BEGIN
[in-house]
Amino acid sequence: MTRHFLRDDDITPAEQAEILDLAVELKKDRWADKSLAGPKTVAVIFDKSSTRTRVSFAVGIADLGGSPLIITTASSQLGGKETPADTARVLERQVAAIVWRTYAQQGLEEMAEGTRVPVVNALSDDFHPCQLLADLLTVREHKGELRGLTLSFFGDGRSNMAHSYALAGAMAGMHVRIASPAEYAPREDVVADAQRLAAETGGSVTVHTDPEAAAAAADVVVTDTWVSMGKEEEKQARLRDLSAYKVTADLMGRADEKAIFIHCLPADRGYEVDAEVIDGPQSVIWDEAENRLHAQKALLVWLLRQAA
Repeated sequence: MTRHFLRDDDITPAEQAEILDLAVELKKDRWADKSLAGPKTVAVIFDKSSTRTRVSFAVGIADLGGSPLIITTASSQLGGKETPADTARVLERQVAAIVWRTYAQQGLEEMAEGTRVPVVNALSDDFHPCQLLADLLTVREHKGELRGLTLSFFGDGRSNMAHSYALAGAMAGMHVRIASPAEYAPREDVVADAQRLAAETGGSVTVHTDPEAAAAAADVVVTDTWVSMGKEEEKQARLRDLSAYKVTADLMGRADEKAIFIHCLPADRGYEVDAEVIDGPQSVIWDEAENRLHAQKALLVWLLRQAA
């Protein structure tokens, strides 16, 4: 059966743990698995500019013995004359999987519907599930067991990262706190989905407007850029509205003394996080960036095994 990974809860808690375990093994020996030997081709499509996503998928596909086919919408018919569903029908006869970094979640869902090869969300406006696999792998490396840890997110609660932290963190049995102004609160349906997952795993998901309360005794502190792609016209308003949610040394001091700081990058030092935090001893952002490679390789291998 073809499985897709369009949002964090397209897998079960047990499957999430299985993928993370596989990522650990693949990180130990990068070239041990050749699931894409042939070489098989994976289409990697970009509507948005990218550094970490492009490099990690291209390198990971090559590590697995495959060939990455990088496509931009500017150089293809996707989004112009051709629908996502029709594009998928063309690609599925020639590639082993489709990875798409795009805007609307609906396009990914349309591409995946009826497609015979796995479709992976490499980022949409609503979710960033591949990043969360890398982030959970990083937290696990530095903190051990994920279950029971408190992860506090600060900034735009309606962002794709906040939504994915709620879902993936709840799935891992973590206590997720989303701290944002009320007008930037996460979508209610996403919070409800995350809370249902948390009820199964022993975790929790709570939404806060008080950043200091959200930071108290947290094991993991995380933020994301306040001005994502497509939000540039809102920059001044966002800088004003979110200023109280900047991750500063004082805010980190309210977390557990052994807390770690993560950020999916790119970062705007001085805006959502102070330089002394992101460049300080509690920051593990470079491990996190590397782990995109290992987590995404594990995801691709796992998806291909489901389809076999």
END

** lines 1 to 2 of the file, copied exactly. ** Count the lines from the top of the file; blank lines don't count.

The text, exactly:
[in-house]
Amino acid sequence: MTRHFLRDDDITPAEQAEILDLAVELKKDRWADKSLAGPKTVAVIFDKSSTRTRVSFAVGIADLGGSPLIITTASSQLGGKETPADTARVLERQVAAIVWRTYAQQGLEEMAEGTRVPVVNALSDDFHPCQLLADLLTVREHKGELRGLTLSFFGDGRSNMAHSYALAGAMAGMHVRIASPAEYAPREDVVADAQRLAAETGGSVTVHTDPEAAAAAADVVVTDTWVSMGKEEEKQARLRDLSAYKVTADLMGRADEKAIFIHCLPADRGYEVDAEVIDGPQSVIWDEAENRLHAQKALLVWLLRQAA